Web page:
Herbig Ae/Be Stars – Definition & Detailed Explanation – Astrophysics Glossary

I. What are Herbig Ae/Be Stars?

Herbig Ae/Be stars are young, intermediate-mass stars that are still in the process of forming. They belong to the larger category of pre-main-sequence stars, which are stars that have not yet reached the main sequence phase of their evolution. Herbig Ae/Be stars are named after the astronomers George Herbig and Guillermo Haro, who first identified them in the 1940s and 1950s.

These stars are typically found in regions of active star formation, such as stellar nurseries or star-forming regions within galaxies. They are characterized by their strong infrared emissions, which are produced by the surrounding dusty disks of gas and dust that are still in the process of accreting onto the star.

II. How are Herbig Ae/Be Stars formed?

Herbig Ae/Be stars are formed through the process of gravitational collapse within molecular clouds. These clouds are composed of gas and dust, and when a region of the cloud becomes dense enough, gravity begins to pull the material together. As the material collapses, it forms a protostar at the center, which eventually becomes a Herbig Ae/Be star.

During the formation process, the protostar is surrounded by a rotating disk of gas and dust, known as a protoplanetary disk. This disk is where planets and other celestial bodies are believed to form. As the protostar continues to accrete material from the disk, it grows in mass and eventually reaches the point where nuclear fusion reactions begin in its core, marking the transition to a fully-fledged star.

III. What are the characteristics of Herbig Ae/Be Stars?

Herbig Ae/Be stars are characterized by their youth and relatively high mass compared to other pre-main-sequence stars. They typically have masses between 2 and 8 times that of the Sun, and are several thousand times more luminous. These stars also have strong stellar winds and are surrounded by circumstellar disks of gas and dust.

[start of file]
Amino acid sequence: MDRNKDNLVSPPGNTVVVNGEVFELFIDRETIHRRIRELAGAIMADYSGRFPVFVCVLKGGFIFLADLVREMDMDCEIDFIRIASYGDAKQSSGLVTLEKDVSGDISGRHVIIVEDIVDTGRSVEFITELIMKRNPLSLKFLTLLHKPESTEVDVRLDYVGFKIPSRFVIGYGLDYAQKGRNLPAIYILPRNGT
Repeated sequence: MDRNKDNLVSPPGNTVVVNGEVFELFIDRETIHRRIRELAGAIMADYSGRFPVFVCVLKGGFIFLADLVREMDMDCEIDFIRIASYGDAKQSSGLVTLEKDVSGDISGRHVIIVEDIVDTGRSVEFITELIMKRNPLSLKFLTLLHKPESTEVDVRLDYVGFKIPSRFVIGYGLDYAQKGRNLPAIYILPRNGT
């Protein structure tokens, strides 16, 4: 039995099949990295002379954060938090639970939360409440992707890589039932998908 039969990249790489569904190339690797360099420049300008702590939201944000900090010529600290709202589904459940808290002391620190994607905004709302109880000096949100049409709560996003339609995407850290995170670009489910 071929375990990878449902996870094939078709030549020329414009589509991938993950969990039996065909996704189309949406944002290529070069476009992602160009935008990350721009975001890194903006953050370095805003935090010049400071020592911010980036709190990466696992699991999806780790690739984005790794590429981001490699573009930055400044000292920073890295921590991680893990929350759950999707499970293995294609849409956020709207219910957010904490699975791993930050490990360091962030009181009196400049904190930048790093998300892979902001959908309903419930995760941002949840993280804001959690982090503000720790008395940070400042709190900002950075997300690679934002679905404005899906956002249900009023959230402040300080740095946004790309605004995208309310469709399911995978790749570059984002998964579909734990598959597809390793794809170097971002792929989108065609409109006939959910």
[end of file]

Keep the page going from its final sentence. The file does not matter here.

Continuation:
One of the key features of Herbig Ae/Be stars is their strong infrared emissions, which are produced by the heating of the surrounding dusty disks by the star’s radiation. This makes them ideal targets for study using infrared telescopes and other instruments that can penetrate the dusty environments in which they are found.

IV. What is the significance of studying Herbig Ae/Be Stars?

Studying Herbig Ae/Be stars is important for understanding the process of star formation and the early stages of stellar evolution. These stars provide valuable insights into the conditions and mechanisms that lead to the formation of stars and planetary systems, including our own.

By studying Herbig Ae/Be stars, astronomers can learn more about the physical processes that govern the formation of stars and planets, as well as the role of circumstellar disks in shaping the evolution of young stars. This knowledge can help us better understand the origins of our own solar system and the diversity of planetary systems that exist in the universe.

V. How do Herbig Ae/Be Stars evolve?

As Herbig Ae/Be stars continue to accrete material from their surrounding disks, they eventually reach a point where the disk dissipates and the star enters the main sequence phase of its evolution. At this stage, the star begins to burn hydrogen in its core through nuclear fusion reactions, producing energy and heat that radiate out into space.

Over time, Herbig Ae/Be stars will continue to evolve on the main sequence, burning through their hydrogen fuel and eventually expanding into red giants or supernovae, depending on their mass. The fate of a Herbig Ae/Be star is determined by its initial mass and the amount of material it is able to accrete during its formation.

VI. What are some examples of Herbig Ae/Be Stars in the universe?

There are several well-known examples of Herbig Ae/Be stars in the universe, including HD 100546, HD 163296, and MWC 297. These stars are located in various star-forming regions within our galaxy and exhibit the characteristic features of Herbig Ae/Be stars, such as strong infrared emissions and circumstellar disks.

HD 100546, also known as the “Flying Saucer Star,” is a particularly interesting example of a Herbig Ae star due to its unusual disk structure and the presence of a possible giant planet orbiting the star. This star has been the subject of extensive study by astronomers seeking to understand the processes that govern the formation of planetary systems around young stars.

Overall, Herbig Ae/Be stars play a crucial role in our understanding of star formation and the early stages of stellar evolution. By studying these young, intermediate-mass stars, astronomers can gain valuable insights into the origins of stars and planets, as well as the diverse range of phenomena that shape the universe around us.